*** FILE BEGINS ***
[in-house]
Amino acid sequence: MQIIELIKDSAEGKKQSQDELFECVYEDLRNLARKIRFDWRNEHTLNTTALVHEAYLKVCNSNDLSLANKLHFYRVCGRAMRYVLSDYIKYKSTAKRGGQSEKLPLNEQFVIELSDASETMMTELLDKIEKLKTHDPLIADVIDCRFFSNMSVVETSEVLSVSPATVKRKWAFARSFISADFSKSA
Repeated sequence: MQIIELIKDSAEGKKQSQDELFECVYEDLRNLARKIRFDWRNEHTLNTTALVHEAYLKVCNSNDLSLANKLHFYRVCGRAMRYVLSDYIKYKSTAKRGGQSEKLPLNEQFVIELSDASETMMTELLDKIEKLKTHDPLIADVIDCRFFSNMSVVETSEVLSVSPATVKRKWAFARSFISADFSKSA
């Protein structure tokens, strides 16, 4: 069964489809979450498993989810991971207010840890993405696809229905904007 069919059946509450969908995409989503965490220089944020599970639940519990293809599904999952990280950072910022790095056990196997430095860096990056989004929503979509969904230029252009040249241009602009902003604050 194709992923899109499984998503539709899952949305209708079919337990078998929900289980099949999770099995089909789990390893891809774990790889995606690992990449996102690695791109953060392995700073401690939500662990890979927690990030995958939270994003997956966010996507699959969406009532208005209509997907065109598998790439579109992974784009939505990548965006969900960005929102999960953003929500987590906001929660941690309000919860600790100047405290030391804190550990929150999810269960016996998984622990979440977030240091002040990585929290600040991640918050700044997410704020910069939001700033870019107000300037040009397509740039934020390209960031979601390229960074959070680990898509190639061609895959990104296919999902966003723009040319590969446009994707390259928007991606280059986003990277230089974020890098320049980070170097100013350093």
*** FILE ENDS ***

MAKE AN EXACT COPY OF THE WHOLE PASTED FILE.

[in-house]
Amino acid sequence: MQIIELIKDSAEGKKQSQDELFECVYEDLRNLARKIRFDWRNEHTLNTTALVHEAYLKVCNSNDLSLANKLHFYRVCGRAMRYVLSDYIKYKSTAKRGGQSEKLPLNEQFVIELSDASETMMTELLDKIEKLKTHDPLIADVIDCRFFSNMSVVETSEVLSVSPATVKRKWAFARSFISADFSKSA
Repeated sequence: MQIIELIKDSAEGKKQSQDELFECVYEDLRNLARKIRFDWRNEHTLNTTALVHEAYLKVCNSNDLSLANKLHFYRVCGRAMRYVLSDYIKYKSTAKRGGQSEKLPLNEQFVIELSDASETMMTELLDKIEKLKTHDPLIADVIDCRFFSNMSVVETSEVLSVSPATVKRKWAFARSFISADFSKSA
């Protein structure tokens, strides 16, 4: 069964489809979450498993989810991971207010840890993405696809229905904007 069919059946509450969908995409989503965490220089944020599970639940519990293809599904999952990280950072910022790095056990196997430095860096990056989004929503979509969904230029252009040249241009602009902003604050 194709992923899109499984998503539709899952949305209708079919337990078998929900289980099949999770099995089909789990390893891809774990790889995606690992990449996102690695791109953060392995700073401690939500662990890979927690990030995958939270994003997956966010996507699959969406009532208005209509997907065109598998790439579109992974784009939505990548965006969900960005929102999960953003929500987590906001929660941690309000919860600790100047405290030391804190550990929150999810269960016996998984622990979440977030240091002040990585929290600040991640918050700044997410704020910069939001700033870019107000300037040009397509740039934020390209960031979601390229960074959070680990898509190639061609895959990104296919999902966003723009040319590969446009994707390259928007991606280059986003990277230089974020890098320049980070170097100013350093």